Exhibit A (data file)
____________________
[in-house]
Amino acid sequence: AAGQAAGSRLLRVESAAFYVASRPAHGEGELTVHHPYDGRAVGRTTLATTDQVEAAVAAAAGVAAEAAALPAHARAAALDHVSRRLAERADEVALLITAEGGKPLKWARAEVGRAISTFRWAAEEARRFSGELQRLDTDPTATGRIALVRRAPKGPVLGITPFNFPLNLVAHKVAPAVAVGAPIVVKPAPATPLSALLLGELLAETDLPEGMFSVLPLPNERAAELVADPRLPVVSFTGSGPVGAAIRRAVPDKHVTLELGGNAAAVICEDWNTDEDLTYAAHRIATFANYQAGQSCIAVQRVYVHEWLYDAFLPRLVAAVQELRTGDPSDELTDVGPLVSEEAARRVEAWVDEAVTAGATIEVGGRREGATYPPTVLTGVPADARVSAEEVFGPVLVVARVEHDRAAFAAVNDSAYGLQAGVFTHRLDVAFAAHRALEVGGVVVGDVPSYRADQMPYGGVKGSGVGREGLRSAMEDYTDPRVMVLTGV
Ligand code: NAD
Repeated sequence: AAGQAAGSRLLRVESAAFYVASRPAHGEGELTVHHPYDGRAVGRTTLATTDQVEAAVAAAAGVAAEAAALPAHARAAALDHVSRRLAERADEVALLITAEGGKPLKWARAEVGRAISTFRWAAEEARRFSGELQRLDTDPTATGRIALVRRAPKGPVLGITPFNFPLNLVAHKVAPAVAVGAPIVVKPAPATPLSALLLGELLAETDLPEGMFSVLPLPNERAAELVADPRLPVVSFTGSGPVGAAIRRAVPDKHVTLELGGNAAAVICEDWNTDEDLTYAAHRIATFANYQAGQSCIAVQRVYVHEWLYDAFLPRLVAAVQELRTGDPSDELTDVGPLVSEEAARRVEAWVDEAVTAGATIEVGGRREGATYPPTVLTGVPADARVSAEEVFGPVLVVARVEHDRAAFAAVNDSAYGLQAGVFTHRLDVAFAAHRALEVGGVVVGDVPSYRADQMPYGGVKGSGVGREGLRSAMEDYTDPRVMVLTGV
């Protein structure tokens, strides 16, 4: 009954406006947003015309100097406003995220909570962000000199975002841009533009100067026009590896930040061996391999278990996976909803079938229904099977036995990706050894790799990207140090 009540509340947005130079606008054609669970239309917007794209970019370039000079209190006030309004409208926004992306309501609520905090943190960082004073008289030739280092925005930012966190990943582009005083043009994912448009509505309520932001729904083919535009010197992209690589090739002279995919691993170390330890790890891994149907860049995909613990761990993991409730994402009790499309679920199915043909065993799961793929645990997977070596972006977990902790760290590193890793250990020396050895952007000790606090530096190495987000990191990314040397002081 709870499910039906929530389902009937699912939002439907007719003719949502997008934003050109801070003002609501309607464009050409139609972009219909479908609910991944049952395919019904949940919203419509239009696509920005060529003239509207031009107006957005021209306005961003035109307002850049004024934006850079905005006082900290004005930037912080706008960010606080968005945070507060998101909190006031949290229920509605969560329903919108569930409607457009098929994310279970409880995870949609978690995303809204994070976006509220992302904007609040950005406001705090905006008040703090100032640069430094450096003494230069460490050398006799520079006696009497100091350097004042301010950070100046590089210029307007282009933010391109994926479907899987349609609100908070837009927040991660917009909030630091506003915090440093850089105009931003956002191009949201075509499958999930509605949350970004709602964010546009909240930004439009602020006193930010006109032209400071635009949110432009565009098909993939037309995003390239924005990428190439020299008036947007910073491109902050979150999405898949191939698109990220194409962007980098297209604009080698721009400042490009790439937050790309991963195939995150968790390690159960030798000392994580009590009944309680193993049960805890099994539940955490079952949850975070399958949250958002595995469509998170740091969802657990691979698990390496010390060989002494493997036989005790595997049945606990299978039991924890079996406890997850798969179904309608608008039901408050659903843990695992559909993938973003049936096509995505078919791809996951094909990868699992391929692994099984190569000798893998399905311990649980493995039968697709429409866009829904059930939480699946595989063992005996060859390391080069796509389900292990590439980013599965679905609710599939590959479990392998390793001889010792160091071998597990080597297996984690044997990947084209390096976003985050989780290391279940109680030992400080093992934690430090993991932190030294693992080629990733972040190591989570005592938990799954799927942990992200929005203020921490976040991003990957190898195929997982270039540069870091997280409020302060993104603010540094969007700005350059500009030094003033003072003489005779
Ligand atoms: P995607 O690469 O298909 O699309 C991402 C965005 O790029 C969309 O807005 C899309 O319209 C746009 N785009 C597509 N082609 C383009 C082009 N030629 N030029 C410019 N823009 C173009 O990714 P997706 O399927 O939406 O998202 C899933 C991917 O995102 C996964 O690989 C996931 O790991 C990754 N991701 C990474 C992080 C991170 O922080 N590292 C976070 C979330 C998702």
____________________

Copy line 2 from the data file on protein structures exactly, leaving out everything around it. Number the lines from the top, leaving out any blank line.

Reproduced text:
Amino acid sequence: AAGQAAGSRLLRVESAAFYVASRPAHGEGELTVHHPYDGRAVGRTTLATTDQVEAAVAAAAGVAAEAAALPAHARAAALDHVSRRLAERADEVALLITAEGGKPLKWARAEVGRAISTFRWAAEEARRFSGELQRLDTDPTATGRIALVRRAPKGPVLGITPFNFPLNLVAHKVAPAVAVGAPIVVKPAPATPLSALLLGELLAETDLPEGMFSVLPLPNERAAELVADPRLPVVSFTGSGPVGAAIRRAVPDKHVTLELGGNAAAVICEDWNTDEDLTYAAHRIATFANYQAGQSCIAVQRVYVHEWLYDAFLPRLVAAVQELRTGDPSDELTDVGPLVSEEAARRVEAWVDEAVTAGATIEVGGRREGATYPPTVLTGVPADARVSAEEVFGPVLVVARVEHDRAAFAAVNDSAYGLQAGVFTHRLDVAFAAHRALEVGGVVVGDVPSYRADQMPYGGVKGSGVGREGLRSAMEDYTDPRVMVLTGV